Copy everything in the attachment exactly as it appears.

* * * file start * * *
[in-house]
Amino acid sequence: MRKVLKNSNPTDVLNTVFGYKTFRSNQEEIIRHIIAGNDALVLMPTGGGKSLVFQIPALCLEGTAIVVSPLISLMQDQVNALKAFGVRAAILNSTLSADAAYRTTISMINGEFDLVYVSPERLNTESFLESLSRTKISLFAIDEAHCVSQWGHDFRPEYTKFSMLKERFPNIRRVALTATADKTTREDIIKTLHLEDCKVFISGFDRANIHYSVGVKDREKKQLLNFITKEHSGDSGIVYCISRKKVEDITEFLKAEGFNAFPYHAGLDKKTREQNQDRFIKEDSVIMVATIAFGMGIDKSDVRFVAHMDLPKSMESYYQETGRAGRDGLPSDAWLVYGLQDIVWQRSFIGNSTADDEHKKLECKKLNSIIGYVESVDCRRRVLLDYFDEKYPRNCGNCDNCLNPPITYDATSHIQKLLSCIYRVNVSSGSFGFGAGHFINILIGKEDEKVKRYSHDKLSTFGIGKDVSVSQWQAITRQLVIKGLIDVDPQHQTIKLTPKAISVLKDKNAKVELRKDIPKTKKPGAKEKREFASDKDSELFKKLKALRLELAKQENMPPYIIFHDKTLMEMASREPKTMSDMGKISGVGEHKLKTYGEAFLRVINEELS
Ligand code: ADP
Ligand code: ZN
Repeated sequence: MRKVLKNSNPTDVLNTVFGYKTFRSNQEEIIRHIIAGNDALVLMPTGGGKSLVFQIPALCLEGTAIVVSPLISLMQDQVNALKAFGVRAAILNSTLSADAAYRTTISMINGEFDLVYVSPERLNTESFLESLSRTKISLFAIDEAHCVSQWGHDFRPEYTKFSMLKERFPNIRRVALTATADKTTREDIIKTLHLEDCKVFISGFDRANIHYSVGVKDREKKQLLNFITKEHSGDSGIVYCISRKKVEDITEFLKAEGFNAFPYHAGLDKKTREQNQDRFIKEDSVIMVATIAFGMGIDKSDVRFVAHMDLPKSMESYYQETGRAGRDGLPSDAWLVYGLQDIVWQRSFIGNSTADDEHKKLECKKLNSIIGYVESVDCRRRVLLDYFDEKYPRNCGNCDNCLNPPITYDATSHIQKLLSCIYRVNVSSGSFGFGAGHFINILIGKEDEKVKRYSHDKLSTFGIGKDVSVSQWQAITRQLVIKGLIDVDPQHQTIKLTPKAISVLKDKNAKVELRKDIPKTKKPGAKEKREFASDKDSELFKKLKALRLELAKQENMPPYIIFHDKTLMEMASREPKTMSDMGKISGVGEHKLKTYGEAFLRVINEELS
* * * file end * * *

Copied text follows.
[in-house]
Amino acid sequence: MRKVLKNSNPTDVLNTVFGYKTFRSNQEEIIRHIIAGNDALVLMPTGGGKSLVFQIPALCLEGTAIVVSPLISLMQDQVNALKAFGVRAAILNSTLSADAAYRTTISMINGEFDLVYVSPERLNTESFLESLSRTKISLFAIDEAHCVSQWGHDFRPEYTKFSMLKERFPNIRRVALTATADKTTREDIIKTLHLEDCKVFISGFDRANIHYSVGVKDREKKQLLNFITKEHSGDSGIVYCISRKKVEDITEFLKAEGFNAFPYHAGLDKKTREQNQDRFIKEDSVIMVATIAFGMGIDKSDVRFVAHMDLPKSMESYYQETGRAGRDGLPSDAWLVYGLQDIVWQRSFIGNSTADDEHKKLECKKLNSIIGYVESVDCRRRVLLDYFDEKYPRNCGNCDNCLNPPITYDATSHIQKLLSCIYRVNVSSGSFGFGAGHFINILIGKEDEKVKRYSHDKLSTFGIGKDVSVSQWQAITRQLVIKGLIDVDPQHQTIKLTPKAISVLKDKNAKVELRKDIPKTKKPGAKEKREFASDKDSELFKKLKALRLELAKQENMPPYIIFHDKTLMEMASREPKTMSDMGKISGVGEHKLKTYGEAFLRVINEELS
Ligand code: ADP
Ligand code: ZN
Repeated sequence: MRKVLKNSNPTDVLNTVFGYKTFRSNQEEIIRHIIAGNDALVLMPTGGGKSLVFQIPALCLEGTAIVVSPLISLMQDQVNALKAFGVRAAILNSTLSADAAYRTTISMINGEFDLVYVSPERLNTESFLESLSRTKISLFAIDEAHCVSQWGHDFRPEYTKFSMLKERFPNIRRVALTATADKTTREDIIKTLHLEDCKVFISGFDRANIHYSVGVKDREKKQLLNFITKEHSGDSGIVYCISRKKVEDITEFLKAEGFNAFPYHAGLDKKTREQNQDRFIKEDSVIMVATIAFGMGIDKSDVRFVAHMDLPKSMESYYQETGRAGRDGLPSDAWLVYGLQDIVWQRSFIGNSTADDEHKKLECKKLNSIIGYVESVDCRRRVLLDYFDEKYPRNCGNCDNCLNPPITYDATSHIQKLLSCIYRVNVSSGSFGFGAGHFINILIGKEDEKVKRYSHDKLSTFGIGKDVSVSQWQAITRQLVIKGLIDVDPQHQTIKLTPKAISVLKDKNAKVELRKDIPKTKKPGAKEKREFASDKDSELFKKLKALRLELAKQENMPPYIIFHDKTLMEMASREPKTMSDMGKISGVGEHKLKTYGEAFLRVINEELS